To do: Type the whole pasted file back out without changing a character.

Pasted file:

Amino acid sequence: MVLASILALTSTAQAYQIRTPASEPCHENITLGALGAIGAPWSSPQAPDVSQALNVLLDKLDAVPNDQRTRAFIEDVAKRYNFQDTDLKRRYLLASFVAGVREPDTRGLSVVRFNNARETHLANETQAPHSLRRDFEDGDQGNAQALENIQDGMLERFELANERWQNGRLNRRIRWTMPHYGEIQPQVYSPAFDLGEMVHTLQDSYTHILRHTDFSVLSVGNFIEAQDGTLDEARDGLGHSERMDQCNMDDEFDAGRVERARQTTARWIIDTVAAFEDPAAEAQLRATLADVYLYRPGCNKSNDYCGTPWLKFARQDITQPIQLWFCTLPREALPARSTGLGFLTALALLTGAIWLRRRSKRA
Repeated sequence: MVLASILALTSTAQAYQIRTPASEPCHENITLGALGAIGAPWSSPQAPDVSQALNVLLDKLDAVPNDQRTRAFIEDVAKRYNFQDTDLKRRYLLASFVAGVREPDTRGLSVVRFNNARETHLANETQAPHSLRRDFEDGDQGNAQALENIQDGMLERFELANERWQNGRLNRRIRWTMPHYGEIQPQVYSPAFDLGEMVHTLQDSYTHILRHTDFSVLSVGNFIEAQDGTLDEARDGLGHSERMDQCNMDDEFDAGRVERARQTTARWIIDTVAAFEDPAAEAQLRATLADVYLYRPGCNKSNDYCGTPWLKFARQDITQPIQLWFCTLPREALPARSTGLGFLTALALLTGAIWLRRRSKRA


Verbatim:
Amino acid sequence: MVLASILALTSTAQAYQIRTPASEPCHENITLGALGAIGAPWSSPQAPDVSQALNVLLDKLDAVPNDQRTRAFIEDVAKRYNFQDTDLKRRYLLASFVAGVREPDTRGLSVVRFNNARETHLANETQAPHSLRRDFEDGDQGNAQALENIQDGMLERFELANERWQNGRLNRRIRWTMPHYGEIQPQVYSPAFDLGEMVHTLQDSYTHILRHTDFSVLSVGNFIEAQDGTLDEARDGLGHSERMDQCNMDDEFDAGRVERARQTTARWIIDTVAAFEDPAAEAQLRATLADVYLYRPGCNKSNDYCGTPWLKFARQDITQPIQLWFCTLPREALPARSTGLGFLTALALLTGAIWLRRRSKRA
Repeated sequence: MVLASILALTSTAQAYQIRTPASEPCHENITLGALGAIGAPWSSPQAPDVSQALNVLLDKLDAVPNDQRTRAFIEDVAKRYNFQDTDLKRRYLLASFVAGVREPDTRGLSVVRFNNARETHLANETQAPHSLRRDFEDGDQGNAQALENIQDGMLERFELANERWQNGRLNRRIRWTMPHYGEIQPQVYSPAFDLGEMVHTLQDSYTHILRHTDFSVLSVGNFIEAQDGTLDEARDGLGHSERMDQCNMDDEFDAGRVERARQTTARWIIDTVAAFEDPAAEAQLRATLADVYLYRPGCNKSNDYCGTPWLKFARQDITQPIQLWFCTLPREALPARSTGLGFLTALALLTGAIWLRRRSKRA